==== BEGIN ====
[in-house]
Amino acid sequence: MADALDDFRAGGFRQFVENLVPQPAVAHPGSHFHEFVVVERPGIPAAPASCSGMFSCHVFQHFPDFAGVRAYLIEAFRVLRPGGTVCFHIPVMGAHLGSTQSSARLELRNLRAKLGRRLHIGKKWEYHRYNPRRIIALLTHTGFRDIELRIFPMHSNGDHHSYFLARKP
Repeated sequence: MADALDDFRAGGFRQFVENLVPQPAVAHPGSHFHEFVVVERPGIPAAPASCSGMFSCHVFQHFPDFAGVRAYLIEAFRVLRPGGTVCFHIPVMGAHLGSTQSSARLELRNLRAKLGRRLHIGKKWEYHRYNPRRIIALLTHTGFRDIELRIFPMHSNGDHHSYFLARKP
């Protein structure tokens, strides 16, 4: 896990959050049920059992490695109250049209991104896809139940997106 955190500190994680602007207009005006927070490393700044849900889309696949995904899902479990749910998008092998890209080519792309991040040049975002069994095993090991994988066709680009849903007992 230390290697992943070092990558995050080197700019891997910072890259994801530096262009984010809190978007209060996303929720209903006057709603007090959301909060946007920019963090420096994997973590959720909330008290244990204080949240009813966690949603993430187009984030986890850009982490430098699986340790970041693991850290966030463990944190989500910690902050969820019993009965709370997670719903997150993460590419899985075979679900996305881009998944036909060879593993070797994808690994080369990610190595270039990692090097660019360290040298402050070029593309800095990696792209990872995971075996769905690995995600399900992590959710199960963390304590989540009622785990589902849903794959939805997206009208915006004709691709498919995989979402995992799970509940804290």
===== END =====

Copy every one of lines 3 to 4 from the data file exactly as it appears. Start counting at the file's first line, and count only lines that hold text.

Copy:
Repeated sequence: MADALDDFRAGGFRQFVENLVPQPAVAHPGSHFHEFVVVERPGIPAAPASCSGMFSCHVFQHFPDFAGVRAYLIEAFRVLRPGGTVCFHIPVMGAHLGSTQSSARLELRNLRAKLGRRLHIGKKWEYHRYNPRRIIALLTHTGFRDIELRIFPMHSNGDHHSYFLARKP
């Protein structure tokens, strides 16, 4: 896990959050049920059992490695109250049209991104896809139940997106 955190500190994680602007207009005006927070490393700044849900889309696949995904899902479990749910998008092998890209080519792309991040040049975002069994095993090991994988066709680009849903007992 230390290697992943070092990558995050080197700019891997910072890259994801530096262009984010809190978007209060996303929720209903006057709603007090959301909060946007920019963090420096994997973590959720909330008290244990204080949240009813966690949603993430187009984030986890850009982490430098699986340790970041693991850290966030463990944190989500910690902050969820019993009965709370997670719903997150993460590419899985075979679900996305881009998944036909060879593993070797994808690994080369990610190595270039990692090097660019360290040298402050070029593309800095990696792209990872995971075996769905690995995600399900992590959710199960963390304590989540009622785990589902849903794959939805997206009208915006004709691709498919995989979402995992799970509940804290």